Despite the increase of private sector engagement in water projects, critics fear that this is but a new way for it to profit off the poor without actually alleviating the dire straits of access to safe drinking water. Corporate Accountability International (CAI), an NGO focusing on public health, environment and democracy, recently submitted a letter to the President of the World Bank Group calling on him to end the support for private water. The NGO argued that “water corporations are not in the business of funding long-term, sustainable infrastructure to deliver water to those in need.” The World Bank Group is one the largest funders of water management in the developing world, with loans and financing channeled through the group’s International Finance Corporation (IFC).

In spite of diverging views on water management, the negative trends in freshwater remain a shared challenge, and society will require a vast range of options to tackle the varying terrestrial, climatic and cultural dimensions of the problem - both from the public and private realm. Impactful investment solutions were even called for by the CAI signatories of the letter to the World Bank Group, showing the ever-growing need for results-based financing.

Innovative financing mechanisms from, for instance, carbon credits have been successfully used to finance drinking water projects. Due to the traditional pay-for-success nature of carbon credit methodologies, the system can help ensure that donor funding is used for the right purpose. For example, the NGO Evidence Action has developed a technology that is a first of its kind in enhancing usage and adoption rates for means to access clean drinking water. In order to finance and scale the technology, the organization collaborated with south pole group and formed a groundbreaking partnership that used carbon finance to give 3 million people access to safe water. While carbon financing creates a framework within which to measure and certify environmental impacts, any program that uses carbon financing to increase access to safe water must take care to ensure robust impact measurement for water-related benefits is incorporated as well.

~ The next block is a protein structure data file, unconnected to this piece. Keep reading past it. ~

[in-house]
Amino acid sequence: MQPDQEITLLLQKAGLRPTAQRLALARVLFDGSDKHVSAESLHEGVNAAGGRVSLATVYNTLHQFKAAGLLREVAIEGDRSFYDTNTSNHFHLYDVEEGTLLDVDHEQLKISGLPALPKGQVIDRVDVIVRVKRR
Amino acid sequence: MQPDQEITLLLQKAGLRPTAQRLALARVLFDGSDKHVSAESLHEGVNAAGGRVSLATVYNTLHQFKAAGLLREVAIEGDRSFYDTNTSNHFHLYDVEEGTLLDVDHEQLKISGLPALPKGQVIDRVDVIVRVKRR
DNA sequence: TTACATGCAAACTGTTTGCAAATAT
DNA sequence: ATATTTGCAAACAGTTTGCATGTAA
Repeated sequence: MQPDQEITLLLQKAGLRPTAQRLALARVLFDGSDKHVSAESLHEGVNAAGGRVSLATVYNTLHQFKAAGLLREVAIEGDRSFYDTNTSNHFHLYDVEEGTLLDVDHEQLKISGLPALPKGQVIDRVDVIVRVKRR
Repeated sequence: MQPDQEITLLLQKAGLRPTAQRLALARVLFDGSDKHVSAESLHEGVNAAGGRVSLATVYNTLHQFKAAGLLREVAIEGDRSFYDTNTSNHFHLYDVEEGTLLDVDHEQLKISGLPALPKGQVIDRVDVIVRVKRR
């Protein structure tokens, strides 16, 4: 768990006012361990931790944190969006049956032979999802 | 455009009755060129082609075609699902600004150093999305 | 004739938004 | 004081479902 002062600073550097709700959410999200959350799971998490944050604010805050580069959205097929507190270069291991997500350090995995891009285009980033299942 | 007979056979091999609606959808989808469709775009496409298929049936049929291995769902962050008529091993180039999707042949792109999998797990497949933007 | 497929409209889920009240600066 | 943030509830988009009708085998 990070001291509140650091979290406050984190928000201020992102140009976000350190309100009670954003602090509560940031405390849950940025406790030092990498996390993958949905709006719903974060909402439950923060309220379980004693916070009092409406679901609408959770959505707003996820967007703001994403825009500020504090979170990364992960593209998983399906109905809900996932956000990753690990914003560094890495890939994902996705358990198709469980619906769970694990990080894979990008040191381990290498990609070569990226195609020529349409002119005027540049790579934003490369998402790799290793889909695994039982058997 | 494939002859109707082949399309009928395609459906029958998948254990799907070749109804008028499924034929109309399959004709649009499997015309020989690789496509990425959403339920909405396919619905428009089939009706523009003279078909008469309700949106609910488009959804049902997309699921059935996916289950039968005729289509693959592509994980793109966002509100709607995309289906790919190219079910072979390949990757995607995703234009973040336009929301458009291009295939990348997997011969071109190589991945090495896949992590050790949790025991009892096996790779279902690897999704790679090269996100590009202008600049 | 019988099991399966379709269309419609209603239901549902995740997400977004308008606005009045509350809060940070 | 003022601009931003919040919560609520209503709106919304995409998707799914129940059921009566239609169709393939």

A world where every person has access to clean drinking water will be a healthier, not to mention more productive world – more productive by approximately $260bn a year according to the World Bank. But having the best technology alone will not solve the clean water crisis. At the end of the day, the drinking water calamity, as well as the global water crisis as a whole, is not a crisis of technology but rather a crisis of management. Looking into the future, the private sector should go beyond simple water management – it should look into innovative mechanisms that allow for a true commitment to the sustainable management of shared water resources through collective action with communities, governments, NGOs and other businesses. The growing interest from both investors and the private sector in water should be seen as positive trend; when interest turns into principled action, the troubling trends within our water resources may well be reversed.